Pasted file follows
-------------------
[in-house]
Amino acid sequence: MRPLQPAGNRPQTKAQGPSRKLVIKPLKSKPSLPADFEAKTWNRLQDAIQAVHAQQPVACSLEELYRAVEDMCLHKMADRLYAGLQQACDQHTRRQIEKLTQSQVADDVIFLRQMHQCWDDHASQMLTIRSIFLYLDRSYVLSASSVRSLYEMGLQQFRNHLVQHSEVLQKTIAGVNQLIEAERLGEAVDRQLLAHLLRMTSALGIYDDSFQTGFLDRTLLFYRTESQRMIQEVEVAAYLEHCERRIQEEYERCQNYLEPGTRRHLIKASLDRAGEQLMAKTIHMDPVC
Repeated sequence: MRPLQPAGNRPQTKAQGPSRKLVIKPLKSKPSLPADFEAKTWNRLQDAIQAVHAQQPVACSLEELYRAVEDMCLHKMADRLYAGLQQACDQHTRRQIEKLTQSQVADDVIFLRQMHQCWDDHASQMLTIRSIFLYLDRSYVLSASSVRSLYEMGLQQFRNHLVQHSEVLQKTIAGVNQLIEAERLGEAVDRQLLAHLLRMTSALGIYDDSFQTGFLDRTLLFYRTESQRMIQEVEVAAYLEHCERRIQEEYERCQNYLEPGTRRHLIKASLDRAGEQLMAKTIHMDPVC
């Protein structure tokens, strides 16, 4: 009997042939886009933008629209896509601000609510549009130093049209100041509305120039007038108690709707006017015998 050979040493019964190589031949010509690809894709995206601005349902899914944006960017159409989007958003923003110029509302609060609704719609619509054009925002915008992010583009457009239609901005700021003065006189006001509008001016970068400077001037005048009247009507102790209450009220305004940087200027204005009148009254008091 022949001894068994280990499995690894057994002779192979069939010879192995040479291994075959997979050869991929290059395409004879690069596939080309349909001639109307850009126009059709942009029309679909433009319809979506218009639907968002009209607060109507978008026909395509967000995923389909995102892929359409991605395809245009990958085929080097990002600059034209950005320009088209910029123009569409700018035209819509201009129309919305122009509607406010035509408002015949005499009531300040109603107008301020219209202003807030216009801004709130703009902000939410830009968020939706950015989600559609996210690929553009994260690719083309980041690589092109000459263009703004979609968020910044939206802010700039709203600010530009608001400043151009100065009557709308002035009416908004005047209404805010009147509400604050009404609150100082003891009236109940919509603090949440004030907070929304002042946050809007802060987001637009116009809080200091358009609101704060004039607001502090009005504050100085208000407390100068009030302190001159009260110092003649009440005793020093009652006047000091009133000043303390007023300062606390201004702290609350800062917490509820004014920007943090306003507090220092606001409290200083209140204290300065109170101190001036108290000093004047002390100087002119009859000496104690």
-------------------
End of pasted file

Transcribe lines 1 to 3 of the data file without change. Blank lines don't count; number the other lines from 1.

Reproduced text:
[in-house]
Amino acid sequence: MRPLQPAGNRPQTKAQGPSRKLVIKPLKSKPSLPADFEAKTWNRLQDAIQAVHAQQPVACSLEELYRAVEDMCLHKMADRLYAGLQQACDQHTRRQIEKLTQSQVADDVIFLRQMHQCWDDHASQMLTIRSIFLYLDRSYVLSASSVRSLYEMGLQQFRNHLVQHSEVLQKTIAGVNQLIEAERLGEAVDRQLLAHLLRMTSALGIYDDSFQTGFLDRTLLFYRTESQRMIQEVEVAAYLEHCERRIQEEYERCQNYLEPGTRRHLIKASLDRAGEQLMAKTIHMDPVC
Repeated sequence: MRPLQPAGNRPQTKAQGPSRKLVIKPLKSKPSLPADFEAKTWNRLQDAIQAVHAQQPVACSLEELYRAVEDMCLHKMADRLYAGLQQACDQHTRRQIEKLTQSQVADDVIFLRQMHQCWDDHASQMLTIRSIFLYLDRSYVLSASSVRSLYEMGLQQFRNHLVQHSEVLQKTIAGVNQLIEAERLGEAVDRQLLAHLLRMTSALGIYDDSFQTGFLDRTLLFYRTESQRMIQEVEVAAYLEHCERRIQEEYERCQNYLEPGTRRHLIKASLDRAGEQLMAKTIHMDPVC